The surgical team uses television monitors to see inside the abdomen with the laparoscope. The special skills for surgical movement, procedure management, and laparoscopic vision may require months of training, practice, and years to build experience.
Once the laparoscope and required surgical tools are in place, blood flow to the spleen is cut off by surgical ligature (stapling, tying off or clipping). One of the first procedures – somewhat surprisingly – is to remove ‘extra spleens.’ Roughly, 15% of all patients have small polyp-like spleen tissue growths, a condition called polysplenia. The main event cuts the spleen loose from the body (mobilizes it) and the tissue placed inside a small surgical bag. Pulling the bag up to the area near the largest port, the contents are squeezed (morcelated) to reduce the size in order to pull the bag through the incision.
Because the area of surgery (the surgical field) in a laparoscopic splenectomy is close to major arteries, the pancreas and the stomach, there is always the risk of damage. Occasionally conditions develop, such as intense bleeding, where the surgeon may call for a change in procedure and proceed to open surgery.
What happens after the surgery and when can the patient go home?
The post-operative period is typical of any major abdominal surgery. There is the time in a Postanesthesia Care Unit or possibly a critical care unit. An IV tube provides fluids, antibiotics and medication for pain.
Because the removal of the spleen leaves a temporary space in the abdomen, other organs, notably the stomach, adjust position. During this time, the fluids in the stomach may not empty properly, which may require a stomach tube (through the nose) to prevent vomiting or bleeding. Fluid may also accumulate in the space where the spleen used to occupy. This fluid is normal and will be reabsorbed by the body in a few weeks.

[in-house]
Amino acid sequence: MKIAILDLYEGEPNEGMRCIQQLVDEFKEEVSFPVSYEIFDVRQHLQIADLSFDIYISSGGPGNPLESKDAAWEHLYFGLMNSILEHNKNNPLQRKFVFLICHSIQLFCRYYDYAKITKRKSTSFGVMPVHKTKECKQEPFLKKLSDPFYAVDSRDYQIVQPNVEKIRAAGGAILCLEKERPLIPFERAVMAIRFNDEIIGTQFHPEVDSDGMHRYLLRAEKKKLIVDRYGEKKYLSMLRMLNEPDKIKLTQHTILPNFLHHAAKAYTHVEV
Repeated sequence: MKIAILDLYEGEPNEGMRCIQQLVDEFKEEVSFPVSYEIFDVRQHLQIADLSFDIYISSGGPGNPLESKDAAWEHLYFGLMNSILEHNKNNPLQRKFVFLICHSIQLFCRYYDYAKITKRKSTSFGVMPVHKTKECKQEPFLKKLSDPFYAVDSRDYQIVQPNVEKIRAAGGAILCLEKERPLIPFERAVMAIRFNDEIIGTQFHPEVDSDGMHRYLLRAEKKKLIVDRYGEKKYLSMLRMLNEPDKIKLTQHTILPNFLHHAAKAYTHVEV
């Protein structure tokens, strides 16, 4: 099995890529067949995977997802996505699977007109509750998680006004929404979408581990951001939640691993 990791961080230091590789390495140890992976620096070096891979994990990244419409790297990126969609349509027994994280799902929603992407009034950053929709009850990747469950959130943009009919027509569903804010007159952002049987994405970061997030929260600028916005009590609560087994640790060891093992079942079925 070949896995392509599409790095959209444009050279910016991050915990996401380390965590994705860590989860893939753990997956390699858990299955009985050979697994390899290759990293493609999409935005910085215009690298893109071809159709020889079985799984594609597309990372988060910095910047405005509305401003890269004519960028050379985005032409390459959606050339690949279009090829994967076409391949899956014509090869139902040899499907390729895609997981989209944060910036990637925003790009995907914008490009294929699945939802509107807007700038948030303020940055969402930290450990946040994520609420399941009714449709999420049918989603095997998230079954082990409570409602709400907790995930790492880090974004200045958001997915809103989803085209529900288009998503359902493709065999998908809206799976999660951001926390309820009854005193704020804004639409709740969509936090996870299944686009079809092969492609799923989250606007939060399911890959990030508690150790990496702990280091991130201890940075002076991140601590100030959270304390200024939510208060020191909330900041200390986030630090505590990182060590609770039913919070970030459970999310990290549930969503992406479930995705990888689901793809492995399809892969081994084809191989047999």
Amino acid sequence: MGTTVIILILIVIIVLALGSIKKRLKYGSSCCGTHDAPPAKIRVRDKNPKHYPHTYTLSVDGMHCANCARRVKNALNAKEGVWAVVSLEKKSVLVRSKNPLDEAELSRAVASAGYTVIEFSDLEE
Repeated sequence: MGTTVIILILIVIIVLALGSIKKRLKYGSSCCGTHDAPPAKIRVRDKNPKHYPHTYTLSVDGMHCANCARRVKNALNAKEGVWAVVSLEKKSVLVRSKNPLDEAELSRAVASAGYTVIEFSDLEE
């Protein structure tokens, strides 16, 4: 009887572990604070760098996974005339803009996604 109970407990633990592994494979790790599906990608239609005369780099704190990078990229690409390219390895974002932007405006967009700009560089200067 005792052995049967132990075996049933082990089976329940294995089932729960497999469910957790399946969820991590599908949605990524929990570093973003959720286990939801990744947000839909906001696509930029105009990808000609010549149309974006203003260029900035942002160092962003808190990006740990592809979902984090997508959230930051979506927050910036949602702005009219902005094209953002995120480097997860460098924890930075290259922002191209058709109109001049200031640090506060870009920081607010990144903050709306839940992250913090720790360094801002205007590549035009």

It may take several days in the hospital for the digestive system to normalize (more or less). The surgeon’s principal concern is with the possibility of internal bleeding, leakage from the surrounding organs, infection in and around the surgical ports, and the apparent rate of healing for the area of the operation. The surgeon and the primary physician will tell the patient when it is safe to go home.
The first days at home could be described as ‘normal – light.’ Activity such as walking, showering (no bathtub), cooking and light movement is recommended. Driving depends on the level of medication. Diet usually can quickly return to normal although there may be constipation.
The most important concern with post-operative splenectomy is the potential for long-term immune system and bacterial infection problems. The worst case, rare but possible, is Overwhelming Post-Splenectomy Infection (OPSI), where a cascade of failures in the immune system may cause rapid and fatal infection. The potential for OPSI is lifelong, which means the people without a spleen (asplenetic) must be extremely aware of infections, inflammations and unusual physical changes in the area of the abdomen. Vaccination can somewhat lower the incidence of OPSI and antibiotics can often successfully treat OPSI and other immune system problems caused by a lack of a spleen, if a physician is consulted in time.
Because of its role in filtering the blood and as part of the immune system, people without a spleen need to be alert for conditions such as infections and inflammation, as the body is less able to resist certain bacteria and some vaccines are less effective.